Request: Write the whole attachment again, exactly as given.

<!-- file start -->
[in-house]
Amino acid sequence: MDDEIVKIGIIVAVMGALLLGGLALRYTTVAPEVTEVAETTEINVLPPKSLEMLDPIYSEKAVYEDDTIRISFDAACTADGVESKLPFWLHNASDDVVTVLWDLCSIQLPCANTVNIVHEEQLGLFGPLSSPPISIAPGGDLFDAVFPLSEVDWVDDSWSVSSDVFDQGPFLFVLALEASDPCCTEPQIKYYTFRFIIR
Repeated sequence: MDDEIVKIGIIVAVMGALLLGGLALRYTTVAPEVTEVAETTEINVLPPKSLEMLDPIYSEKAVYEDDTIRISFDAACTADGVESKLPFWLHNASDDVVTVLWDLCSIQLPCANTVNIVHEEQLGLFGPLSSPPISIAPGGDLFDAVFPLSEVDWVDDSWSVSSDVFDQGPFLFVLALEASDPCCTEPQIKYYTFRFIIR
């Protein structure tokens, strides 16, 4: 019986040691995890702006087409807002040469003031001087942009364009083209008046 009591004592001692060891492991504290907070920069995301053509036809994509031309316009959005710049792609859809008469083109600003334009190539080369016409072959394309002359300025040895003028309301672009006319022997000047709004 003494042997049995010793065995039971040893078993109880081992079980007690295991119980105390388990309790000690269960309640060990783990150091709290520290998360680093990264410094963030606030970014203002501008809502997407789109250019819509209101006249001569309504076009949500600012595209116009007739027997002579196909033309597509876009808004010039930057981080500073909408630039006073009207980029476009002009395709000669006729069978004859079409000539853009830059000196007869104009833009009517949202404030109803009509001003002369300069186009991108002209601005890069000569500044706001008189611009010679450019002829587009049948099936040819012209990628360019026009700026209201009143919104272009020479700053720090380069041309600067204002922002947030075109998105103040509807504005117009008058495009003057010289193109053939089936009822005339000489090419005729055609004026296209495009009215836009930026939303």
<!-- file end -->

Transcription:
[in-house]
Amino acid sequence: MDDEIVKIGIIVAVMGALLLGGLALRYTTVAPEVTEVAETTEINVLPPKSLEMLDPIYSEKAVYEDDTIRISFDAACTADGVESKLPFWLHNASDDVVTVLWDLCSIQLPCANTVNIVHEEQLGLFGPLSSPPISIAPGGDLFDAVFPLSEVDWVDDSWSVSSDVFDQGPFLFVLALEASDPCCTEPQIKYYTFRFIIR
Repeated sequence: MDDEIVKIGIIVAVMGALLLGGLALRYTTVAPEVTEVAETTEINVLPPKSLEMLDPIYSEKAVYEDDTIRISFDAACTADGVESKLPFWLHNASDDVVTVLWDLCSIQLPCANTVNIVHEEQLGLFGPLSSPPISIAPGGDLFDAVFPLSEVDWVDDSWSVSSDVFDQGPFLFVLALEASDPCCTEPQIKYYTFRFIIR
């Protein structure tokens, strides 16, 4: 019986040691995890702006087409807002040469003031001087942009364009083209008046 009591004592001692060891492991504290907070920069995301053509036809994509031309316009959005710049792609859809008469083109600003334009190539080369016409072959394309002359300025040895003028309301672009006319022997000047709004 003494042997049995010793065995039971040893078993109880081992079980007690295991119980105390388990309790000690269960309640060990783990150091709290520290998360680093990264410094963030606030970014203002501008809502997407789109250019819509209101006249001569309504076009949500600012595209116009007739027997002579196909033309597509876009808004010039930057981080500073909408630039006073009207980029476009002009395709000669006729069978004859079409000539853009830059000196007869104009833009009517949202404030109803009509001003002369300069186009991108002209601005890069000569500044706001008189611009010679450019002829587009049948099936040819012209990628360019026009700026209201009143919104272009020479700053720090380069041309600067204002922002947030075109998105103040509807504005117009008058495009003057010289193109053939089936009822005339000489090419005729055609004026296209495009009215836009930026939303």